FOR IMMEDIATE RELEASE|
TUESDAY, JULY 24, 2012
TDD (202) 514-1888
TEXAS RETURN PREPARER SENTENCED TO JAIL FOR PREPARING FALSE TAX RETURNS
Continued to Prepare False Returns after Being Indicted
WASHINGTON – Eddye L. Lovely, a tax return preparer from Tomball, Texas, was sentenced today to 57 months in federal prison, the Justice Department and Internal Revenue Service (IRS) announced. Lovely appeared before U.S. District Judge Nancy F. Atlas in Houston.
On April 6, 2011, Lovely was indicted on 14 counts of aiding and assisting in the preparation of false tax returns. On Sept. 28, 2011, Lovely was charged, pursuant to a superseding indictment, with 16 counts of aiding and assisting in the preparation of false tax returns comprising the original 14 counts plus two additional counts. According to the superseding indictment, the court had released Lovely on bond pending trial and ordered him not to prepare any tax returns or commit additional crimes. While on pre-trial release, Lovely aided and assisted in the preparation of materially false 2010 tax returns for two additional clients. He pleaded guilty on Dec. 12, 2011 to three of the 16 counts charged in the superseding indictment. Following a pretrial hearing, the court revoked Lovely’s bond and ordered him detained.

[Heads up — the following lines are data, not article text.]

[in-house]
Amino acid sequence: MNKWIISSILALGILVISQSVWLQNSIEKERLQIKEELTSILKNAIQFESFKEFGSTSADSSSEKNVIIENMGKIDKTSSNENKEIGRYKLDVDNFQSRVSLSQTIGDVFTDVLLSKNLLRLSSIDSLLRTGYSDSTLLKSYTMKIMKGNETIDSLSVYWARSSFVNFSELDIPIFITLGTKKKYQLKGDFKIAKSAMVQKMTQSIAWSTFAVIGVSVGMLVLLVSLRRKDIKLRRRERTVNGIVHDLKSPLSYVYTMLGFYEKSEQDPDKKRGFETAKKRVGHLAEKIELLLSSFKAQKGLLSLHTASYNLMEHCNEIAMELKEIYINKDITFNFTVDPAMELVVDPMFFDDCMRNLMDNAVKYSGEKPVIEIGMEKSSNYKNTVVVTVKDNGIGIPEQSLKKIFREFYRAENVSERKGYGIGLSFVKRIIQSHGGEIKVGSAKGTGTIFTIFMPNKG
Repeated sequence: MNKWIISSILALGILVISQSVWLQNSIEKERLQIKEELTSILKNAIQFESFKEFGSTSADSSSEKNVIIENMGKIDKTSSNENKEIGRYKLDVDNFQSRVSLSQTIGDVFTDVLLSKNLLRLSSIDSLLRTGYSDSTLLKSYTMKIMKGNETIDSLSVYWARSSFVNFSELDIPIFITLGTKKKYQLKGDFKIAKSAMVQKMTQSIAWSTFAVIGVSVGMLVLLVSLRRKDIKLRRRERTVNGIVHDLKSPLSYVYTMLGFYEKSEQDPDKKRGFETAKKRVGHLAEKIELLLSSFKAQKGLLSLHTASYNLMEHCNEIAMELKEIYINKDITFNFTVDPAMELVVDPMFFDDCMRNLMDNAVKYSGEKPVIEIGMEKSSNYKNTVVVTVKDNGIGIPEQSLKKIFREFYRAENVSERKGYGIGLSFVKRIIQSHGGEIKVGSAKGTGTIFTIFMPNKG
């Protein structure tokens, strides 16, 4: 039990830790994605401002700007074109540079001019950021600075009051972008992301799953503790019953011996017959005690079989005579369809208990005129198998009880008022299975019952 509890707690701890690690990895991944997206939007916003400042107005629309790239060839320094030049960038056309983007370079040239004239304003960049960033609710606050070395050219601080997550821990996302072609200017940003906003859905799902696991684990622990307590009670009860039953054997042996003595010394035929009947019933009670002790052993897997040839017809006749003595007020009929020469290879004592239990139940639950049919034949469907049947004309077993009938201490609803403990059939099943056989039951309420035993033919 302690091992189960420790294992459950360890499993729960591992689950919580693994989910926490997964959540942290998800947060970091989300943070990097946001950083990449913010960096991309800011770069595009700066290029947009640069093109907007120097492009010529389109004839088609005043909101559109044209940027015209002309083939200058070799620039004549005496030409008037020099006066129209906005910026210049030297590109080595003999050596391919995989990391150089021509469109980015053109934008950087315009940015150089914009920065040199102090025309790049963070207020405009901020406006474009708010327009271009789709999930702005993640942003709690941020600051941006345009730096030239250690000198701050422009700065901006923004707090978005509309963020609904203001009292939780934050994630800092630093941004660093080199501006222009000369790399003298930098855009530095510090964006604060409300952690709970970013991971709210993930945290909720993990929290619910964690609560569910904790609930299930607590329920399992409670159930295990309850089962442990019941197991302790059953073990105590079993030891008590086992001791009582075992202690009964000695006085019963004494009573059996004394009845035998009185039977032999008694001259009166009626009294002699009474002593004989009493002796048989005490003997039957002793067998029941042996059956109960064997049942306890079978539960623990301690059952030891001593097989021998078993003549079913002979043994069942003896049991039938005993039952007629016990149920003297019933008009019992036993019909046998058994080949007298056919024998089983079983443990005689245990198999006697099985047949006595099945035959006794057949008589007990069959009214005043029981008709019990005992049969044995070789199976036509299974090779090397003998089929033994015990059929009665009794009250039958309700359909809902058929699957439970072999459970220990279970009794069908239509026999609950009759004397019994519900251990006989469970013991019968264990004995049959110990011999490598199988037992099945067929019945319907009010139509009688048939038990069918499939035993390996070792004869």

According to the superseding indictment and plea agreement, Lovely owned and operated “The Tax Master,” a tax return business located in Harris County, Texas. Lovely prepared tax returns that contained fabricated Schedule C losses for businesses that the taxpayers did not own or operate, as well as false or inflated Schedule A deductions for charitable contributions and other expenses.
The court found that the tax loss associated with the three charges to which Lovely pleaded guilty as well as all relevant conduct associated with this case was more than $1 million.
Kathryn Keneally, Assistant Attorney General for the Justice Department’s Tax Division, commended the investigative efforts of the IRS agents involved in the case and Tax Division Trial Attorneys Tracy Gostyla and Kathryn Ward, who prosecuted the case.